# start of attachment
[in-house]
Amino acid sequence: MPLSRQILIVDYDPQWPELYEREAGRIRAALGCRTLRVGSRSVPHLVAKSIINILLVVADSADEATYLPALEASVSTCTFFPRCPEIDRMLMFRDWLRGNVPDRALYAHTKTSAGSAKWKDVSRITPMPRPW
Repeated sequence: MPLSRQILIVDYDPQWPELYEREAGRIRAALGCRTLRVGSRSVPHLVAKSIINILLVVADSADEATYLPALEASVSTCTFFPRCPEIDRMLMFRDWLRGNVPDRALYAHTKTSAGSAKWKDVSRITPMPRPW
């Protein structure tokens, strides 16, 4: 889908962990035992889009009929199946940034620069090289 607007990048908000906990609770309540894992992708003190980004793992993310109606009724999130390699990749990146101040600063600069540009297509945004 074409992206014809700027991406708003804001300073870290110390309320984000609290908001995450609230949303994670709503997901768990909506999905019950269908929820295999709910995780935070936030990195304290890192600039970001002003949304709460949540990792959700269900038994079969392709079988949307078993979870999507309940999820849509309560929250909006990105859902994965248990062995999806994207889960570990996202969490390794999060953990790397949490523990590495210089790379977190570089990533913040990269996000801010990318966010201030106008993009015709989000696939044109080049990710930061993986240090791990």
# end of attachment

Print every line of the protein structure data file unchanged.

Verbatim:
[in-house]
Amino acid sequence: MPLSRQILIVDYDPQWPELYEREAGRIRAALGCRTLRVGSRSVPHLVAKSIINILLVVADSADEATYLPALEASVSTCTFFPRCPEIDRMLMFRDWLRGNVPDRALYAHTKTSAGSAKWKDVSRITPMPRPW
Repeated sequence: MPLSRQILIVDYDPQWPELYEREAGRIRAALGCRTLRVGSRSVPHLVAKSIINILLVVADSADEATYLPALEASVSTCTFFPRCPEIDRMLMFRDWLRGNVPDRALYAHTKTSAGSAKWKDVSRITPMPRPW
């Protein structure tokens, strides 16, 4: 889908962990035992889009009929199946940034620069090289 607007990048908000906990609770309540894992992708003190980004793992993310109606009724999130390699990749990146101040600063600069540009297509945004 074409992206014809700027991406708003804001300073870290110390309320984000609290908001995450609230949303994670709503997901768990909506999905019950269908929820295999709910995780935070936030990195304290890192600039970001002003949304709460949540990792959700269900038994079969392709079988949307078993979870999507309940999820849509309560929250909006990105859902994965248990062995999806994207889960570990996202969490390794999060953990790397949490523990590495210089790379977190570089990533913040990269996000801010990318966010201030106008993009015709989000696939044109080049990710930061993986240090791990």